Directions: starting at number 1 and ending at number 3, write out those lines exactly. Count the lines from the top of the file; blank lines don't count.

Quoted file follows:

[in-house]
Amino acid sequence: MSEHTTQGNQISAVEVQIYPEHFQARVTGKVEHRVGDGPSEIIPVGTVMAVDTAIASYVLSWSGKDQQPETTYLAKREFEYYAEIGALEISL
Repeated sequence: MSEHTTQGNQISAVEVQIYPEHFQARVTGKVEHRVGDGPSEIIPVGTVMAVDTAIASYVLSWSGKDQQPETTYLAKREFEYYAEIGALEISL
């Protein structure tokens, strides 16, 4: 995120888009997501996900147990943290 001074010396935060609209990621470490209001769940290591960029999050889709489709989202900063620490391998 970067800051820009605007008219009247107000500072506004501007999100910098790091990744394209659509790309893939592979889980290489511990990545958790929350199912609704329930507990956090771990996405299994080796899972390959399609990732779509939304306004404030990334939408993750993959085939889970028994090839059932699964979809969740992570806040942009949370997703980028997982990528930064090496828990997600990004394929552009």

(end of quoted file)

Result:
[in-house]
Amino acid sequence: MSEHTTQGNQISAVEVQIYPEHFQARVTGKVEHRVGDGPSEIIPVGTVMAVDTAIASYVLSWSGKDQQPETTYLAKREFEYYAEIGALEISL
Repeated sequence: MSEHTTQGNQISAVEVQIYPEHFQARVTGKVEHRVGDGPSEIIPVGTVMAVDTAIASYVLSWSGKDQQPETTYLAKREFEYYAEIGALEISL